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The carvings on the druid stone read: “When the stone breaks, a flower will rise.”

Amaranthe’s been dreaming, caught between past and present. When you’re a teenager living in a French village so small they turn the streetlights out at midnight and the nearest cinema is ten kilometres away, there isn’t much else to do—but these dreams are odd. They feel too real, and they’re all set in her tiny village, at a time when the time-worn stones of the old church were sharp and pale and new.

Amaranthe dreams as Pierre, when Petromantalum, the place where the roads meet, was the largest settlement in the area. The small church built by holy men twenty years ago has attracted the attention of the old gods, awoken by the Christian bells and the smell of blasphemy, and from the mountains and the forest, the rivers and the standing stones, the ancient magic is rising.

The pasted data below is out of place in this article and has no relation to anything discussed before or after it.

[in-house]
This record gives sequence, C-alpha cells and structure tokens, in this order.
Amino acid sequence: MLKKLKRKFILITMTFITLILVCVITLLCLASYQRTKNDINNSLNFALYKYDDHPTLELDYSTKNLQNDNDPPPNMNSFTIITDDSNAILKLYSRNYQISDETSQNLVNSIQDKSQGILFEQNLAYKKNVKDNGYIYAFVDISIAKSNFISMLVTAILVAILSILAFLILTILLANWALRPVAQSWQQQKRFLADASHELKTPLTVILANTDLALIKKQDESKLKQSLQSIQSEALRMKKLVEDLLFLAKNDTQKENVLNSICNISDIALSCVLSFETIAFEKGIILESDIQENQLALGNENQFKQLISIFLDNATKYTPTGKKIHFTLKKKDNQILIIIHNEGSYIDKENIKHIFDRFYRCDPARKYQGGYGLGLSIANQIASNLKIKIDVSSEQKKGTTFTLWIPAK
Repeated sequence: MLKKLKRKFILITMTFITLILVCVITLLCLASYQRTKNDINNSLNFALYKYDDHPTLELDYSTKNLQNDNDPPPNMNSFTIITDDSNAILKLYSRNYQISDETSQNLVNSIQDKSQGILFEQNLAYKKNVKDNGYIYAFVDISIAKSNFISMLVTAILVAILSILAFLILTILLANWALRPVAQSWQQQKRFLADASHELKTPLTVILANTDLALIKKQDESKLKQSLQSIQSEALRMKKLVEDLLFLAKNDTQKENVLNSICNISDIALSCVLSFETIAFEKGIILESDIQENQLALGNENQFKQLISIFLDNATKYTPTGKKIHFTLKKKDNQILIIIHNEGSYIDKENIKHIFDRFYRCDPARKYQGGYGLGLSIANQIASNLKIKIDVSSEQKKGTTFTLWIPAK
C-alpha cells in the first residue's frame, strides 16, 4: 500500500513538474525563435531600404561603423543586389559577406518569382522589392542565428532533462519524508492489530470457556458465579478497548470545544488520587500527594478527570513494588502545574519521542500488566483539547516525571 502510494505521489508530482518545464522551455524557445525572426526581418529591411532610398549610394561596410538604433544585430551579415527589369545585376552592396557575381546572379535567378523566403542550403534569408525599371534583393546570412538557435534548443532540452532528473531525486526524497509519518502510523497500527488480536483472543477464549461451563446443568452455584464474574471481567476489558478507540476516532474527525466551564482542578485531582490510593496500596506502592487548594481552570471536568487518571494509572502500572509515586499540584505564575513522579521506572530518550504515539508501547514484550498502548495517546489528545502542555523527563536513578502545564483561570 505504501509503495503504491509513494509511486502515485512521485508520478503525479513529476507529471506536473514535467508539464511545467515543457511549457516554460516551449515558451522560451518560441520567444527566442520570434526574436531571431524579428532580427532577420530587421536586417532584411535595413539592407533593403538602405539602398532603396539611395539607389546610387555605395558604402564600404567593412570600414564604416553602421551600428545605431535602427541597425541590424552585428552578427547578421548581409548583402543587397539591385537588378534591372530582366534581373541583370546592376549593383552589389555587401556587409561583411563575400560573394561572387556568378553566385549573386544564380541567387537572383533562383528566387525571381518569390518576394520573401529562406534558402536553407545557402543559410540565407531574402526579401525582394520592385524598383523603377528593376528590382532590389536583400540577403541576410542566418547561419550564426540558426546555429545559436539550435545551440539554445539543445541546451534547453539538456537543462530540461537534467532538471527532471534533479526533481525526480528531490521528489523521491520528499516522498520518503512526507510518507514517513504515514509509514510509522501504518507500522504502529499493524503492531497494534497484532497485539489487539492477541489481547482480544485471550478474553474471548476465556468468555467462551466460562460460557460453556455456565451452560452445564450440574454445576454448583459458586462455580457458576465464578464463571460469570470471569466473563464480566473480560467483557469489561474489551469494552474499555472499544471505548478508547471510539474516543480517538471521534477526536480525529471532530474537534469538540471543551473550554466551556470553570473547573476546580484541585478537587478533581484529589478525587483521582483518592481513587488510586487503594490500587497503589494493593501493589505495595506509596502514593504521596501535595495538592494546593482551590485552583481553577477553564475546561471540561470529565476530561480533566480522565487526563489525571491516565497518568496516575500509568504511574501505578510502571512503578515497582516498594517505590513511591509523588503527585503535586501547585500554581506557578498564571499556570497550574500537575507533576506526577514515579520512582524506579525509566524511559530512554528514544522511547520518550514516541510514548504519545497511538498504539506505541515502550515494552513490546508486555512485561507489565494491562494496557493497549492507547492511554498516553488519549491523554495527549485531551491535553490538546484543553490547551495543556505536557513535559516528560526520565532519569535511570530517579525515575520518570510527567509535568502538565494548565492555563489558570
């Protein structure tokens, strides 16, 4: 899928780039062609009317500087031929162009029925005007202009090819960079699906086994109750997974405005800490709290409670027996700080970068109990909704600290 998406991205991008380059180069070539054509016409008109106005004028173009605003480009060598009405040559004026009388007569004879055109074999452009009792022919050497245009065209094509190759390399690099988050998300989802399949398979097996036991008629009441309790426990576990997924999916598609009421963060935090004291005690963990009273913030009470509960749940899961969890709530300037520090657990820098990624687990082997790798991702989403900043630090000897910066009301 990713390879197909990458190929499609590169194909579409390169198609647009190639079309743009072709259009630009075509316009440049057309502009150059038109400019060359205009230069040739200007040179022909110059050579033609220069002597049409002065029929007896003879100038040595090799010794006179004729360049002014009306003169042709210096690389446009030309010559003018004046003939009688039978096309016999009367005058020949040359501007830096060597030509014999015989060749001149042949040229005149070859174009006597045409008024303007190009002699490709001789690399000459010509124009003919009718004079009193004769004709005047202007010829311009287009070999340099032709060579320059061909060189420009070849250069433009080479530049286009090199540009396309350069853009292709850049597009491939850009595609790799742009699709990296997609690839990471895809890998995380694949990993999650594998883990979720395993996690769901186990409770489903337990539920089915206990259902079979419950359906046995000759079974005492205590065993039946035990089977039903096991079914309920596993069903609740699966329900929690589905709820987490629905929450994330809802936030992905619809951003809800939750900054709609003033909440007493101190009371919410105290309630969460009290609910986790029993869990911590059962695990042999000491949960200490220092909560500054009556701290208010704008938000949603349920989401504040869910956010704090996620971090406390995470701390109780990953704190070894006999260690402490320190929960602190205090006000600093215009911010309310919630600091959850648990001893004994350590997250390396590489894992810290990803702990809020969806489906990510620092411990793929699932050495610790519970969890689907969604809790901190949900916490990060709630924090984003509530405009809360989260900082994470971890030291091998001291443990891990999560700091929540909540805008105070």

Old and young, healthy and sick are dying between one breath and the next, and the echoes of their passing murmur in men’s minds, driving those left to the ragged edge of sanity. The men of the Eastern cult do nothing but pray to their singular god and call the deaths His punishment for sin.

The son of a legionary and local woman, Pierre is a misfit, caught between two worlds. A generation ago, he would have joined the Legions. Now, with the might of Rome fading back into the East, there is only one way he can fight; with his mother’s weapons, and the magic bequeathed to him as her son. No man is a match for the power of a god, but Pierre’s sacrifice buys sanctuary for the village at the crossroads for nearly two thousand years.

When the first death strikes, a week into the autumn term, Amaranthe surrounds herself with her friends, goes shopping in the city, and convinces herself that it’s poor timing. At the second, she tells herself that it’s coincidence. By the third, she realises that she’s the only one who knows Pierre’s secret – and the only one who can stop the deaths.

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